The Fire & Rescue Service: retained professionals

I guess it’s almost every little boy’s dream (and some girls’ too, no doubt about it) to grow up to be a fire-fighter one day. So I asked our cheerful Retained Fire Service crew, or at least the 7 who I managed to catch at their weekly Tuesday evening meeting: what keeps you going in the fire service — is it the heroism and excitement you envisaged when you were little boys?

FireFighter David Habberjam was first off the mark to give the excitement component about 50% of the reason for joining the service, at least at the beginning. Drudgery, hard work, unexpected hours, physical fitness, constant training exercises — all necessarily fit into the rationale too though, especially in terms of perseverance, because this service is certainly a professional endeavour. I wanted to get into this question because the Fire Service is currently holding a recruitment campaign for more retained fire service personnel from within their own communities.

Oh, I’ve yearned to be able to apply to the Fire and Rescue Service since we first moved here nearly 30 years ago, but unfortunately I fell out at the very first requirement: you must live within 5 minutes of the fire station, so that the big pump can go screeching out of the sliding doors on Shilburn Road, with you inside it, in your regular, or perhaps light-weight protective gear, before 300 seconds have elapsed from the time Fire Control mobilises your pager. That’s tight, and Sparty Lea is just too far away.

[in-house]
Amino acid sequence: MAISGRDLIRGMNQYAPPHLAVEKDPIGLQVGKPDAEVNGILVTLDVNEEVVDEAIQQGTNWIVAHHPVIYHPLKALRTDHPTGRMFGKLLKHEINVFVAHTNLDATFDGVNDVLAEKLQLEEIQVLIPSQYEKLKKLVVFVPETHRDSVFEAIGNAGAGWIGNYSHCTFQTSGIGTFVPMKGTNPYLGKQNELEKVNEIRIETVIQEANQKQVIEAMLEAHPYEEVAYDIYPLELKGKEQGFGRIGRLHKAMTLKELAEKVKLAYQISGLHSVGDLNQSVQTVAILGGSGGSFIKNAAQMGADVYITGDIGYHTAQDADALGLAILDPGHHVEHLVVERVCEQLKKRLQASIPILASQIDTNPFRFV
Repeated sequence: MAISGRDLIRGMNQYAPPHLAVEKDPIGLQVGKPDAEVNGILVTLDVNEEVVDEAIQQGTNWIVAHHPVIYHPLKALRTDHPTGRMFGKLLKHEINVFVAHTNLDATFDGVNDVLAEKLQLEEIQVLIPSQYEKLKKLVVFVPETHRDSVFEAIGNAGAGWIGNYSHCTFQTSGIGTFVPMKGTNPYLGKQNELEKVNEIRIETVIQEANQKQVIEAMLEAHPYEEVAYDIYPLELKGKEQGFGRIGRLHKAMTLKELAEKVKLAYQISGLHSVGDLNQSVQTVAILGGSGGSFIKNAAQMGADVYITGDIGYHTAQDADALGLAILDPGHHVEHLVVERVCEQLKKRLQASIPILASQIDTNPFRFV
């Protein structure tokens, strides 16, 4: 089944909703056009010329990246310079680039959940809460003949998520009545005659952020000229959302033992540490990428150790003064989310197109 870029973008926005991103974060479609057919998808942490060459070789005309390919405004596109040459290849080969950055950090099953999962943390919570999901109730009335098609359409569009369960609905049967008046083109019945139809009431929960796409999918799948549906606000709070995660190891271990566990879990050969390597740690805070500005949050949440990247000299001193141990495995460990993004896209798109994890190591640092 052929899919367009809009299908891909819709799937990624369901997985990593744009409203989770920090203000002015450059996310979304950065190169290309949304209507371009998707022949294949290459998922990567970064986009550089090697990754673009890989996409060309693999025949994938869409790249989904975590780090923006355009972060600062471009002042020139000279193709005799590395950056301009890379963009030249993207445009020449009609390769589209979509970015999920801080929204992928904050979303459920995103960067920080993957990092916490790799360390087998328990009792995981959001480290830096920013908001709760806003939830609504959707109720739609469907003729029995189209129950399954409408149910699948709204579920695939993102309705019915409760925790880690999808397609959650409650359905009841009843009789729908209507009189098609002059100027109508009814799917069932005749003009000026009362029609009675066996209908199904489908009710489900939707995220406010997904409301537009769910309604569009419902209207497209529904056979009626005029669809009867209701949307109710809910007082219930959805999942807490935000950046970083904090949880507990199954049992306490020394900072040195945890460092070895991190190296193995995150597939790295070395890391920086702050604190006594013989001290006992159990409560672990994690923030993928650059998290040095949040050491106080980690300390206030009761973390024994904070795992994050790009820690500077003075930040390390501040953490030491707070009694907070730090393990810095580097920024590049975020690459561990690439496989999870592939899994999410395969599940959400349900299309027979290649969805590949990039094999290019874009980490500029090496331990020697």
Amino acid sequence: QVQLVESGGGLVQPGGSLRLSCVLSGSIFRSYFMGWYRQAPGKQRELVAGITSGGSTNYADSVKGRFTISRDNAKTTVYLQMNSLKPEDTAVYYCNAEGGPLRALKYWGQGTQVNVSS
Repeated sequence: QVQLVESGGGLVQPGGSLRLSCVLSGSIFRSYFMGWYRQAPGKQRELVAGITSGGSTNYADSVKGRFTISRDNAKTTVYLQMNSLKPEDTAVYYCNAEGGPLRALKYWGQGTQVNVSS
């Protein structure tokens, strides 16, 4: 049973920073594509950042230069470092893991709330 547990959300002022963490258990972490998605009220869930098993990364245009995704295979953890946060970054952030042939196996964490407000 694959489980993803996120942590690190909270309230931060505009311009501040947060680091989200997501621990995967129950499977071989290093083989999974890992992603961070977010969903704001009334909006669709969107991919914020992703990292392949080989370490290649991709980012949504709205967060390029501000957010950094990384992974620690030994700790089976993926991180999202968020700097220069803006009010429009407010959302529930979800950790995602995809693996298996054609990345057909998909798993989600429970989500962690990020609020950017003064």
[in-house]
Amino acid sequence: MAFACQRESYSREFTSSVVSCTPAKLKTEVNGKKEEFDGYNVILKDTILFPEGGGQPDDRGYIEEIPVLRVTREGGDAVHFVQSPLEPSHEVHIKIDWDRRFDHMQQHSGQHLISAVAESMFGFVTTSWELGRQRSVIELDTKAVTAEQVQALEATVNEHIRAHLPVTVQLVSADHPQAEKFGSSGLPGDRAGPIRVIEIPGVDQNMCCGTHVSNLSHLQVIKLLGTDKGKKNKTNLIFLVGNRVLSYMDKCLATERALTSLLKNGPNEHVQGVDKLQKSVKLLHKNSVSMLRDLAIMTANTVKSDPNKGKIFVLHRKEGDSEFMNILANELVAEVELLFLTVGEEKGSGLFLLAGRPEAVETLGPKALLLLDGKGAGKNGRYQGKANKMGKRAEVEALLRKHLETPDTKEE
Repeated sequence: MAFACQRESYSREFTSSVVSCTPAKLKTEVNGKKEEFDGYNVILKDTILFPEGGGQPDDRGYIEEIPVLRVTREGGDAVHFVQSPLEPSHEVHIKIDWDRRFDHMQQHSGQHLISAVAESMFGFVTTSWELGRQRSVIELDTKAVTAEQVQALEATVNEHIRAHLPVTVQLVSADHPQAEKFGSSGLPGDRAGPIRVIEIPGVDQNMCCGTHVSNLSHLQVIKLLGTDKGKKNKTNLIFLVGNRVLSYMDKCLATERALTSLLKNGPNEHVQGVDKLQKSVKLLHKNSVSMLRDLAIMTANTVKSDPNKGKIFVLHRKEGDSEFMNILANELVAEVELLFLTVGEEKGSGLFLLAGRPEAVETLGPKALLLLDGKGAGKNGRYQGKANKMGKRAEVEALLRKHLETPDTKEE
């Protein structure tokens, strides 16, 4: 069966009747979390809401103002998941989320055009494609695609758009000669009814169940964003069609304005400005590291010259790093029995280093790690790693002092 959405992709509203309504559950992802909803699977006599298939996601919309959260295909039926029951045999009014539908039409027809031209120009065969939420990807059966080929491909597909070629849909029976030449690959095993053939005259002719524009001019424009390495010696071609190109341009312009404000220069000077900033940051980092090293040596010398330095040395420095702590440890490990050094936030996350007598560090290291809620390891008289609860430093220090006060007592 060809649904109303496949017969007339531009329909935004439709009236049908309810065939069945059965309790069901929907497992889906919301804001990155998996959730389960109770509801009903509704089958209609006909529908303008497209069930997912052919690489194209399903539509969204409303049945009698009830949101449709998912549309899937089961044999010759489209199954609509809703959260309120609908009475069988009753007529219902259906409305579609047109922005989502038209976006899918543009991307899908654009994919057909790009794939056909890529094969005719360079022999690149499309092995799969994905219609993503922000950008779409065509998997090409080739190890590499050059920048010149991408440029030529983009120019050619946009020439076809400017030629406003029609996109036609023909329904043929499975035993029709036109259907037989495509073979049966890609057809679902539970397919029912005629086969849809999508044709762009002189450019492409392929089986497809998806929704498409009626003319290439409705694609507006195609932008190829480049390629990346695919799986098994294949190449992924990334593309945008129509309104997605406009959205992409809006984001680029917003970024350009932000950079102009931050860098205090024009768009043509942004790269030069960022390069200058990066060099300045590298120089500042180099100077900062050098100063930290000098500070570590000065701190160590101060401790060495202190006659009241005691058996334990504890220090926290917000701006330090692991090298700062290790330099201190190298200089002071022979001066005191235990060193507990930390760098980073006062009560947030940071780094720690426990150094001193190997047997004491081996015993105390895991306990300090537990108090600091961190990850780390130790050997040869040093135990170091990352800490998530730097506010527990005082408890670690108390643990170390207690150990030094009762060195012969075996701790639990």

Otherwise, there’s the matter of physical fitness, of adapting to a team, of enjoying professional comradery and learning new skills. But the Allendale crew does welcome enquiries and will do their best, Watch Manager Willie Huddleston tells me, to explain the requirements of the post. For example, there’s a 30 month probationary period before you’re fully trained. By the same token, Allendale is particularly blessed: the 12 person team is less anxious, you could say, though more trained members are always desirable, about needing recruits than teams in other communities. I think it was Crew Manager Joe Hislop who said, “We’re here because this is our home; we live here.” And David reminded me that FireFighter Matty Robson’s dad Ivan was in the fire service before him. That kind of personal and family commitment packs a strong punch to the solar plexus of a community’s emotions. With a third of the team in senior management positions, and several others having served for decades as well, you know this service represents a steadfast ethos to protect the Allendale area.

I didn’t really mean to tease Andrew Docchar, Crew Manager, about his appearance on a flashy rescue motorcycle a decade ago or more at the village hall, which seemed to me the height of boyhood dreams — he quickly replied that he’s in a differently responsible position now, but not before some further teasing emanated from the team. Michael Fairless, Crew Manager, shared in David’s comments about the community service the Allendale Fire & Rescue Service puts in, installing smoke detectors, for example, or assessing people’s homes for fire risk, or taking the pump out to local schools to the delight of the children, all free of charge. Some of those children will remember those visits, on a future recruitment drive, to be sure.